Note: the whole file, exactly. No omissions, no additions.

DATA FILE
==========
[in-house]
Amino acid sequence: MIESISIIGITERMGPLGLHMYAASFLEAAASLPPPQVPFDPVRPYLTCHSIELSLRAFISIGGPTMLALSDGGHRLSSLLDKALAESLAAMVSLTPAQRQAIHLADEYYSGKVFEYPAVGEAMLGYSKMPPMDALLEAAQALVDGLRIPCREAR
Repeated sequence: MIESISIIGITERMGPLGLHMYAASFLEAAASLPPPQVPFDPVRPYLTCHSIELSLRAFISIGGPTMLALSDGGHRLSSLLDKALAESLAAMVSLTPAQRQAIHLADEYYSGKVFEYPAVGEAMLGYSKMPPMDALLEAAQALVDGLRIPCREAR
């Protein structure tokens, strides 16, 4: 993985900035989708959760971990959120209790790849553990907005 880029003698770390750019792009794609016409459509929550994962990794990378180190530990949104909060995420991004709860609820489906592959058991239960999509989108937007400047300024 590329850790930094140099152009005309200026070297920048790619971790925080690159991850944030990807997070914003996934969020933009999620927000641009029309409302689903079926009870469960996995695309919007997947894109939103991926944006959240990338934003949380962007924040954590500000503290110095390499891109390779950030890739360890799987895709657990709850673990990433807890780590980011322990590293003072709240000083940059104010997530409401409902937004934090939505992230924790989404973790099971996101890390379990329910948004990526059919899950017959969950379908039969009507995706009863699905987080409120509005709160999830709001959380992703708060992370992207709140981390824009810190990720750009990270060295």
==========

[in-house]
Amino acid sequence: MIESISIIGITERMGPLGLHMYAASFLEAAASLPPPQVPFDPVRPYLTCHSIELSLRAFISIGGPTMLALSDGGHRLSSLLDKALAESLAAMVSLTPAQRQAIHLADEYYSGKVFEYPAVGEAMLGYSKMPPMDALLEAAQALVDGLRIPCREAR
Repeated sequence: MIESISIIGITERMGPLGLHMYAASFLEAAASLPPPQVPFDPVRPYLTCHSIELSLRAFISIGGPTMLALSDGGHRLSSLLDKALAESLAAMVSLTPAQRQAIHLADEYYSGKVFEYPAVGEAMLGYSKMPPMDALLEAAQALVDGLRIPCREAR
């Protein structure tokens, strides 16, 4: 993985900035989708959760971990959120209790790849553990907005 880029003698770390750019792009794609016409459509929550994962990794990378180190530990949104909060995420991004709860609820489906592959058991239960999509989108937007400047300024 590329850790930094140099152009005309200026070297920048790619971790925080690159991850944030990807997070914003996934969020933009999620927000641009029309409302689903079926009870469960996995695309919007997947894109939103991926944006959240990338934003949380962007924040954590500000503290110095390499891109390779950030890739360890799987895709657990709850673990990433807890780590980011322990590293003072709240000083940059104010997530409401409902937004934090939505992230924790989404973790099971996101890390379990329910948004990526059919899950017959969950379908039969009507995706009863699905987080409120509005709160999830709001959380992703708060992370992207709140981390824009810190990720750009990270060295």